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As many Americans turn their attention to the chilly days of winter there is a collective embrace of warmer beverages — most notably the numerous varieties of coffee available to U.S. consumers. Savvy restaurant operators bent on capturing a larger share of the market as the mercury drops know that menuing creative, customized variations on this prized brew can boost the bottom line.
“We will continue to see customization and more flavors,” says David Commer, president of Commer Beverage Consulting. “I think it is part of this macro trend where people are demanding what they want, when they want it and how they want it.”
“Customization continues to be one of the most important components of a strong away-from-home coffee bar program as more consumers seek different ways to create the perfect cup of coffee and more away-from-home operators explore ways to differentiate themselves from the competition,” he says.
“Considering [the majority] of consumers aged 18-plus drink coffee daily and more than 80 percent use both creamer and sweeteners, it’s imperative that operators have the right mix of cream and flavor options that can help satisfy current customers’ needs and at the same attract new consumers.”
On average, 54 percent of Americans over the age of 18 drink coffee every day and consume an average of 3.1 cups daily at 9 ounces per cup, according to the National Coffee Association.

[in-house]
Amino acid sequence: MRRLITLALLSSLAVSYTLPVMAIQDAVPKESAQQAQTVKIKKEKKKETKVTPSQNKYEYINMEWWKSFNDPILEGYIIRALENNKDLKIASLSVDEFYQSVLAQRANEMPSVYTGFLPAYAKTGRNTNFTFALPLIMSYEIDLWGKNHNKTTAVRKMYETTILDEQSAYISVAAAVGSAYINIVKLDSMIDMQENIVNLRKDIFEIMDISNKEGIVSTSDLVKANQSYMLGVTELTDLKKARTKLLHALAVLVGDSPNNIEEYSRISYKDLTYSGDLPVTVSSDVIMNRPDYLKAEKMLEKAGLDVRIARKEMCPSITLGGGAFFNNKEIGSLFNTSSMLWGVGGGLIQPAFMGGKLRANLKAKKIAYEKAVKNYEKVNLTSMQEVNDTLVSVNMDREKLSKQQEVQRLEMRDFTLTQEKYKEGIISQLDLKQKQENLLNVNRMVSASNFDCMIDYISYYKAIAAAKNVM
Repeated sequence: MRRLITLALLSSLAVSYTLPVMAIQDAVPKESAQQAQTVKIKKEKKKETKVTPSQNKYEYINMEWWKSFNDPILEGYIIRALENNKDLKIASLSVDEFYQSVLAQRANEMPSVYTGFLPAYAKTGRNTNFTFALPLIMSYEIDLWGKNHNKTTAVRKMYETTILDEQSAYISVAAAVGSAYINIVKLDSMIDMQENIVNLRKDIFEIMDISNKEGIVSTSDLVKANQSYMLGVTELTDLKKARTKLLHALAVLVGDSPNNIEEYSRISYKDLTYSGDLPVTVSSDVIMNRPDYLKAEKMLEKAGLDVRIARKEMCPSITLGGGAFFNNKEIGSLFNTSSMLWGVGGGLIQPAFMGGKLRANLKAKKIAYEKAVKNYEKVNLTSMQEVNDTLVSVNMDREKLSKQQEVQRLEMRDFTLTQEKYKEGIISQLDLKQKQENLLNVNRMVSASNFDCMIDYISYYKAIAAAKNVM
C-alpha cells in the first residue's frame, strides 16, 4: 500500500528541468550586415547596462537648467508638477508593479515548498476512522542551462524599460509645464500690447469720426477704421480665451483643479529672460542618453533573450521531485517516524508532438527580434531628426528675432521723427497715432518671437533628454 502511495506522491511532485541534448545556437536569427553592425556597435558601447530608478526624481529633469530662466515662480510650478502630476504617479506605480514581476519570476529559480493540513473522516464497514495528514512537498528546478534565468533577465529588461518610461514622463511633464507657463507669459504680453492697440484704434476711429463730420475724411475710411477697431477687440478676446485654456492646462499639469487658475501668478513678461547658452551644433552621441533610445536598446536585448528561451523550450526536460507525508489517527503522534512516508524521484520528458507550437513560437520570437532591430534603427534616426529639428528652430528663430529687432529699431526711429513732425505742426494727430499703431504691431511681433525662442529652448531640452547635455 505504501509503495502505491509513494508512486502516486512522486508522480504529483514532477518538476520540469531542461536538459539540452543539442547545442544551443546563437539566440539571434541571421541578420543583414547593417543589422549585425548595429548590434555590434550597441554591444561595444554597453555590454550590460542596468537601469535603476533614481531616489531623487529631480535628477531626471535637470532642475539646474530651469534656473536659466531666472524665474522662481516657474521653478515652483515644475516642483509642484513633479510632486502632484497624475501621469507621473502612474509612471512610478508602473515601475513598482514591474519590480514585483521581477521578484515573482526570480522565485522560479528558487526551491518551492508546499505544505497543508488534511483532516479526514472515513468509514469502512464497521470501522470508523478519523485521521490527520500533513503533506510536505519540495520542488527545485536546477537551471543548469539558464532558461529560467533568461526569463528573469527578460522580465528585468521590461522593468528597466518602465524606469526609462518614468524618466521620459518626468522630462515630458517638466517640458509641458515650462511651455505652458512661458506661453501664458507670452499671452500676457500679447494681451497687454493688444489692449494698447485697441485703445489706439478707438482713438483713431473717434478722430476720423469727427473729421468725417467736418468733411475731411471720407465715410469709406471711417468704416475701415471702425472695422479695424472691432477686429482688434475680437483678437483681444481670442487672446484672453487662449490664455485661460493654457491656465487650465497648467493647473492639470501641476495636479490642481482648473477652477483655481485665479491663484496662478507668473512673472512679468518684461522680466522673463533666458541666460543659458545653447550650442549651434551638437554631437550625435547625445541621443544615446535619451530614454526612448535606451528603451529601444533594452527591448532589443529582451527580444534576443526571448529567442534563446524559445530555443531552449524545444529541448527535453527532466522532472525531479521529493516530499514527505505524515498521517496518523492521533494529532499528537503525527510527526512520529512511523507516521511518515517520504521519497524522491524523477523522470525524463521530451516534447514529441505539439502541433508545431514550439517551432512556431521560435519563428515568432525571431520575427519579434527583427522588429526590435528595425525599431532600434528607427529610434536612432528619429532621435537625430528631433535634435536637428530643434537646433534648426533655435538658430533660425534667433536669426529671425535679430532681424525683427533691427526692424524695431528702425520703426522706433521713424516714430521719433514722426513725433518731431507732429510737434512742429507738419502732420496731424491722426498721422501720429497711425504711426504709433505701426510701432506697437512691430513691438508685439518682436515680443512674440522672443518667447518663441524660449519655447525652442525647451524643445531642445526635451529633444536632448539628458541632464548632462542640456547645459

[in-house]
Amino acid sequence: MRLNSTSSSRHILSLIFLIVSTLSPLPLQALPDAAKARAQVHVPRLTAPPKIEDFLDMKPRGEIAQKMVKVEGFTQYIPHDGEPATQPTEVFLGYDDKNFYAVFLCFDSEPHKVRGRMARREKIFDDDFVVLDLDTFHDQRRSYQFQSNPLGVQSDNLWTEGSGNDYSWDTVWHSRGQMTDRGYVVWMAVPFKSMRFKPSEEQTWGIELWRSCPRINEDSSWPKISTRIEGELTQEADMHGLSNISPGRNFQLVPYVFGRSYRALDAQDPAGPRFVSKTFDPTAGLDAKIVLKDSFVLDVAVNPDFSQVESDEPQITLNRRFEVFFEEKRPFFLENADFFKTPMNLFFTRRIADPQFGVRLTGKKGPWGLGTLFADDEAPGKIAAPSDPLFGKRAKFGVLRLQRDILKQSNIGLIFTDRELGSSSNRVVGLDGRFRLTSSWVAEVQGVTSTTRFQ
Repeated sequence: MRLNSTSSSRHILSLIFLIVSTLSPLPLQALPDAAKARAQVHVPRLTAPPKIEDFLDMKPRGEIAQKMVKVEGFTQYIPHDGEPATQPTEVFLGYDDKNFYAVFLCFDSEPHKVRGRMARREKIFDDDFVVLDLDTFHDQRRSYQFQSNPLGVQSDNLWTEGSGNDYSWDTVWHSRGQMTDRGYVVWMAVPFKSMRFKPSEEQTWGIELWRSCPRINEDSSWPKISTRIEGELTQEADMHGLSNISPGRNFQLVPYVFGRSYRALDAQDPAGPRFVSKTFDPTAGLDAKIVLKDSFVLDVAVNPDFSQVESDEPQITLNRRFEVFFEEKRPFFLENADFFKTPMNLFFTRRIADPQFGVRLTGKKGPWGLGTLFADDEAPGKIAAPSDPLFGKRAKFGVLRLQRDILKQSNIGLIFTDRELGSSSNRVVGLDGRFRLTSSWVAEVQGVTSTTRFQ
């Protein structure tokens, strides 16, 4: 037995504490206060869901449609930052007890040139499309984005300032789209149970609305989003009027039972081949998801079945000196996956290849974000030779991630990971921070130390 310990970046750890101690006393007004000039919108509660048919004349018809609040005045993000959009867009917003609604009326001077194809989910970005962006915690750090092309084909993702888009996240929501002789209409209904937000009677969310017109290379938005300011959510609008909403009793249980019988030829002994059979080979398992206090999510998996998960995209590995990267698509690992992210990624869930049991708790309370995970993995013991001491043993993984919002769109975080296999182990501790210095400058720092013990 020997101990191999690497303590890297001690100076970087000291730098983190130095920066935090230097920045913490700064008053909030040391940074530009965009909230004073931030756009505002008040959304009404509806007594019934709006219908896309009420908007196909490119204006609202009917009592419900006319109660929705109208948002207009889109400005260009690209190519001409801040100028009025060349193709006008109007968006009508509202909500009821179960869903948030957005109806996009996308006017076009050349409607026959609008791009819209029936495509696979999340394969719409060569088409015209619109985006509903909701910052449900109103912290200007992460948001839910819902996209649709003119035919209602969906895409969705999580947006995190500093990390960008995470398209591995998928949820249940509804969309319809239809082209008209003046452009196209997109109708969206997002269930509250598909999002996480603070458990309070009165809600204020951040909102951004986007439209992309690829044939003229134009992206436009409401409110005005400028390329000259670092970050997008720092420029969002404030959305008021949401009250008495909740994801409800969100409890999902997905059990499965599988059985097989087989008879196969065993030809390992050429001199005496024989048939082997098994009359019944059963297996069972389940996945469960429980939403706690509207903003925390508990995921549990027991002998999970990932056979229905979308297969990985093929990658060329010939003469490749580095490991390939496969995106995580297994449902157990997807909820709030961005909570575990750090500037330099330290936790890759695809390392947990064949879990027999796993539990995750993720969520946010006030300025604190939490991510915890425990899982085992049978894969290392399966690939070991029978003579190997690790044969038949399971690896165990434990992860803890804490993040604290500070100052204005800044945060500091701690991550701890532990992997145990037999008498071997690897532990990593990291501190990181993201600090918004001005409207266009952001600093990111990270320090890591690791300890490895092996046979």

Coffee trends for the winter months in large measure mirror broader shifts affecting the entire foodservice industry, many of which are driven by the ever-influential millennials. Environmental sustainability and food waste management — for example, coffee farmers remove the skin of the bean and turn it into coffee flour that can be used for baking — are two of the Top 20 Food Trends cited in the National Restaurant Association’s 2016 Culinary Forecast.
Similarly Maeve Webster, president of Menu Matters, a trends analyst, notes, “Preparation and sourcing seem to be the focus of many coffee trends. From a preparation point of view, it’s either roasting preparation or preparation for consumers such as cold brew and slow pour,” she says. “These are prevalent enough that Dunkin' Donuts and Starbucks have both gotten into it.”
Commer agrees. “Cold Brew is hot,” he says. “A year ago it was getting some press and a few companies were testing it. Now it is being rolled out at a fast pace, and retail companies are packaging it for making in the home with no special equipment.”
Other coffee trends include flavored varieties and specialty varieties that use highly flavored beans produced in special microclimates. In addition, industry observers are citing the growing importance of other such trends as Organic Fairly Traded Coffee, iced versions, flavored creamers, custom blends, coffee-based cocktails and desserts, coffee-infused spice rubs for savory dishes and after-dinner drinks.
Flavored coffees have taken off in a huge way with such customized offerings as maple walnut, bacon, coconut, mocha, caramel, peppermint, the ubiquitous pumpkin spice, and lavender and lemon lattes.
“I think most flavors will continue to focus on sweet or dessert-inspired flavors, but longer term we may begin to see more savory options that play off the savory notes of coffee with sweet adding complexity rather than leading as the primary flavor,” predicts Webster.